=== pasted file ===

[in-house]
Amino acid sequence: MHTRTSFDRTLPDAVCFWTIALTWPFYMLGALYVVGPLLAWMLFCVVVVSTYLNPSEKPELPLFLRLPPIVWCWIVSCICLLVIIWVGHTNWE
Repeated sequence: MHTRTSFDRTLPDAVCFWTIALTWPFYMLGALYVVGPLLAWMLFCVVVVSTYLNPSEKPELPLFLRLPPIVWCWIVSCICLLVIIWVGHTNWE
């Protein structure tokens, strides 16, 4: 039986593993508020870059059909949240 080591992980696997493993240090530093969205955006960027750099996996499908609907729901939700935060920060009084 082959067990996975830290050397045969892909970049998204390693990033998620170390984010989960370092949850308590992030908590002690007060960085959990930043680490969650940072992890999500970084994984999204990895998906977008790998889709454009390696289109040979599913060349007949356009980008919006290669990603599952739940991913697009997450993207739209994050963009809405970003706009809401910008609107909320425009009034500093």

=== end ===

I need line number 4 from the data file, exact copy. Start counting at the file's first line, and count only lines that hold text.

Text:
């Protein structure tokens, strides 16, 4: 039986593993508020870059059909949240 080591992980696997493993240090530093969205955006960027750099996996499908609907729901939700935060920060009084 082959067990996975830290050397045969892909970049998204390693990033998620170390984010989960370092949850308590992030908590002690007060960085959990930043680490969650940072992890999500970084994984999204990895998906977008790998889709454009390696289109040979599913060349007949356009980008919006290669990603599952739940991913697009997450993207739209994050963009809405970003706009809401910008609107909320425009009034500093």